What are Grasslands?

Grasslands are the surfaces of grass (in the broad sense), whose cultivation and defoliation are intended to feed farm animals, and more precisely ruminants and herbivores.

If not exploited, the grassland will naturally change towards moorland or forest under European climate. That means that grasslands exist only through farming and use by the animals, and thus consequently, by the activity of breeders and farmers.

Summer and mountain pastures – the areas above the mountain tree strata (around 1500 meters in Europe) – are the only exception to this rule in Europe. Elsewhere in the world, we find this exception in two regions: Chinese Inner Mongolia and Patagonia (Argentina). In these two configurations, the evolution towards moorland or forest is not possible due to a significant drought in the summer or winter and relatively cold climate.

The role of grasslands is not limited to the agricultural domain, but also extends to other sectors such as the environment (water quality, biodiversity, landscape structure, fixation of organic carbon in the soil), economy (since the forage is also sold on the worldwide market), and social structures (insofar as they ensure the wages of million of farmers around the world, as animals production is a central issue for the viability of small farms worldwide).

Key Statistics

  • Grasslands cover 36% of the world continental surfaces.
  • Grasslands cover 20% of the mainland French territory. As comparison, the annual crops account for 26%, and the forests for 28%.
  • They represent 45% of the UAA (Useful Agricultural Area) in France, and from 30 to 90% of the UAA of the dairy farms.

Grasslands provide various ecosystem services

Following the guidelines of the Millenium Ecosystem Assesment (2005), it is posible to identify that grasslands provide many ecosystem services, contributing to the production of food, to the preservation of the environment and providing cultural services.

Grasslands, Biomass and Food

The main role of grasslands is to produce [glossary] biomass [/glossary] and as such to provide livestock with pastures consumed directly on site (grazing), as well as with fodder stocks for the winter months (hay, silage, haylage). But, the breeding of these herbivores (cattle, sheep, goats, horses) also provides various products to us – the consumers; like milk, butter, or meat. And also recreation in the case of horses.

Biomass quantity and quality (digestibility, protein content) are thus of critical importance, as they determine both the feeding value and the ability to produce high quality stocks, and the number of animals that can be fed per unit area.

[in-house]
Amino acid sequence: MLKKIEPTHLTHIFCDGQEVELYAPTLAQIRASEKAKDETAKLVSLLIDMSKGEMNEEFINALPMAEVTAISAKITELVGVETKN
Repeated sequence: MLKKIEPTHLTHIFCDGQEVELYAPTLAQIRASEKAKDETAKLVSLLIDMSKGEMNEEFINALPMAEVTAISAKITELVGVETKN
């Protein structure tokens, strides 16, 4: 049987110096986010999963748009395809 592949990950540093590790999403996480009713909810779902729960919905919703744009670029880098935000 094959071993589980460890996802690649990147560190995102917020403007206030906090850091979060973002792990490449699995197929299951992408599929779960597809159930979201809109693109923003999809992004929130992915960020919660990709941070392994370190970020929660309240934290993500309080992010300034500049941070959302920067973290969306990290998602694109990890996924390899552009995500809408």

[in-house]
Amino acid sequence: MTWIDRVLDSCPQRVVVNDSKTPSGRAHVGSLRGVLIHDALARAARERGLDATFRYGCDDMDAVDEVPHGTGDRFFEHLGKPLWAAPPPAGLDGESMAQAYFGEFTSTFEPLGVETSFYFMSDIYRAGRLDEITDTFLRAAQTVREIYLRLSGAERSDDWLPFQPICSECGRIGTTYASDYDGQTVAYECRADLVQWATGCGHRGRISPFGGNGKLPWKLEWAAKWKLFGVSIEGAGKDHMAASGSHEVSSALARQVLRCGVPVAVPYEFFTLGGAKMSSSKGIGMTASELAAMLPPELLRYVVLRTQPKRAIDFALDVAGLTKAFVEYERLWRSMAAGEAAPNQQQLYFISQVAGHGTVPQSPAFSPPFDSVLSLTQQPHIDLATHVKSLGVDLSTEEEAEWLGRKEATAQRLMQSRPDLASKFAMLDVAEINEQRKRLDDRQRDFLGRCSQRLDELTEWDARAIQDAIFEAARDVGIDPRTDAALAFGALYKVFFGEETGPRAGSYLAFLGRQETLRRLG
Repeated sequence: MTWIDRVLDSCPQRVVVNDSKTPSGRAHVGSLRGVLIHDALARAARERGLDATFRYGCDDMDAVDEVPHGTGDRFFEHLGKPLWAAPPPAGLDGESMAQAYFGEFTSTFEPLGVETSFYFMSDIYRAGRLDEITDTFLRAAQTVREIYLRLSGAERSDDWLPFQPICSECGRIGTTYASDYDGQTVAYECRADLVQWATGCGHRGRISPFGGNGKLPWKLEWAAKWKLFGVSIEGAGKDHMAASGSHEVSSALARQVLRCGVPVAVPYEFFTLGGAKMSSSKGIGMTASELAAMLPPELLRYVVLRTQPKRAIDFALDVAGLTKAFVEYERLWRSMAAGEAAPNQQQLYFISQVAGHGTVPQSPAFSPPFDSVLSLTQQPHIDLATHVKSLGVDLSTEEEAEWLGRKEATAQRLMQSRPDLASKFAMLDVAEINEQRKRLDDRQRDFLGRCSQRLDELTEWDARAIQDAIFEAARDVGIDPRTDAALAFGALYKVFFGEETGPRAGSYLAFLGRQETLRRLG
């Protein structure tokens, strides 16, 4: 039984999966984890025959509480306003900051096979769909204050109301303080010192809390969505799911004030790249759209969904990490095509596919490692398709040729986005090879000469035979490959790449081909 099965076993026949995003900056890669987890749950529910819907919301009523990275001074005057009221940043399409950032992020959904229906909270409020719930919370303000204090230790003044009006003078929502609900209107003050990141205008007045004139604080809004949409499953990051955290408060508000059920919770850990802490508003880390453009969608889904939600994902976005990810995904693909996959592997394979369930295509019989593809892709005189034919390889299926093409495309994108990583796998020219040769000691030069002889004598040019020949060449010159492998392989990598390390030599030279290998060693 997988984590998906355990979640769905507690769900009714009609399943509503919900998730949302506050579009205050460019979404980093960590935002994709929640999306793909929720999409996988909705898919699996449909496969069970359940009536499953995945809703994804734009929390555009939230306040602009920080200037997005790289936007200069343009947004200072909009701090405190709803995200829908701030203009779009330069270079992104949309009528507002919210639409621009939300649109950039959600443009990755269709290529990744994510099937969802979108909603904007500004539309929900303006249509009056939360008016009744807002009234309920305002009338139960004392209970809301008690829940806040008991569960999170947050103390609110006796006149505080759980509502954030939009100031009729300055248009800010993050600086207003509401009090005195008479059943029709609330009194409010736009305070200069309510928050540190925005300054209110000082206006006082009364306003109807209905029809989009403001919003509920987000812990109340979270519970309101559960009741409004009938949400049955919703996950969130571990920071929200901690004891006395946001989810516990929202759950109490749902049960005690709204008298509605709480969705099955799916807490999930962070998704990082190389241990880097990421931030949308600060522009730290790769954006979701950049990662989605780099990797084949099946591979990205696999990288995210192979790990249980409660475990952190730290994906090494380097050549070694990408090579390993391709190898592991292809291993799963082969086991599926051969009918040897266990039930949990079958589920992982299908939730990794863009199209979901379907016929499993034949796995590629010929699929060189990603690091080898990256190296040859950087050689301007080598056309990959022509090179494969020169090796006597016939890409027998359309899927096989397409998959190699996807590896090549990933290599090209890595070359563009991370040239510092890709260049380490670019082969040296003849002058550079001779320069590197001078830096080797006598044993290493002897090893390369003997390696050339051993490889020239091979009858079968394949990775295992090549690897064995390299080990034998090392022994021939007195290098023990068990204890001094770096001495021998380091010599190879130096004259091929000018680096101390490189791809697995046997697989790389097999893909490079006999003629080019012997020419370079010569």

Grasslands and Product Quality

Animal product quality is of major concern for the consumers. They must ensure a real food security, with no health risk for the consumer and also contributing to cover the metabolic needs of the consumers. Some metabolic compounds, especially fatty acids, in meat and milk may prevent health hazards. The composition of the animal diet determines, in a certain extent, the quality of the animal product.

Grasslands and Biodiversity

Grasslands play a key role for preservation of biodiversity. Several features explain this role of critical importance for our societies.

  • Because of the very large acreage, this main component of all agricultural landscapes dramatically influences biodiversity;
  • Grasslands are diverse, in their botanical composition, in their management, in the presence of animals. As such they induce a large diversity of environment that is favorable to hosted biodiversity;
  • Most grasslands are perennial. This means low levels of perturbation, that is again favorable for biodiversity;
  • Eventually, most grassland swards are composed of several grasses and legumes. This intra-sward botanical and genetic diversity is favourable to biodiversity.

This will be further presented in a dedicated chapter.

Grasslands and Climate Change
Climate change is an increasing issue, and of major importance for grasslands. Four dimensions must be considered.
  •  As a consequence of the increase in the greenhouse gas, and especially the CO2 content in the atmosphere, climate change will on average induce an increase in the mean temperature, change the rainfall regime. This will influence the dynamics of dry matter production along seasons by grasslands and forage crops as well as the chemical composition and the feeding value of the biomass.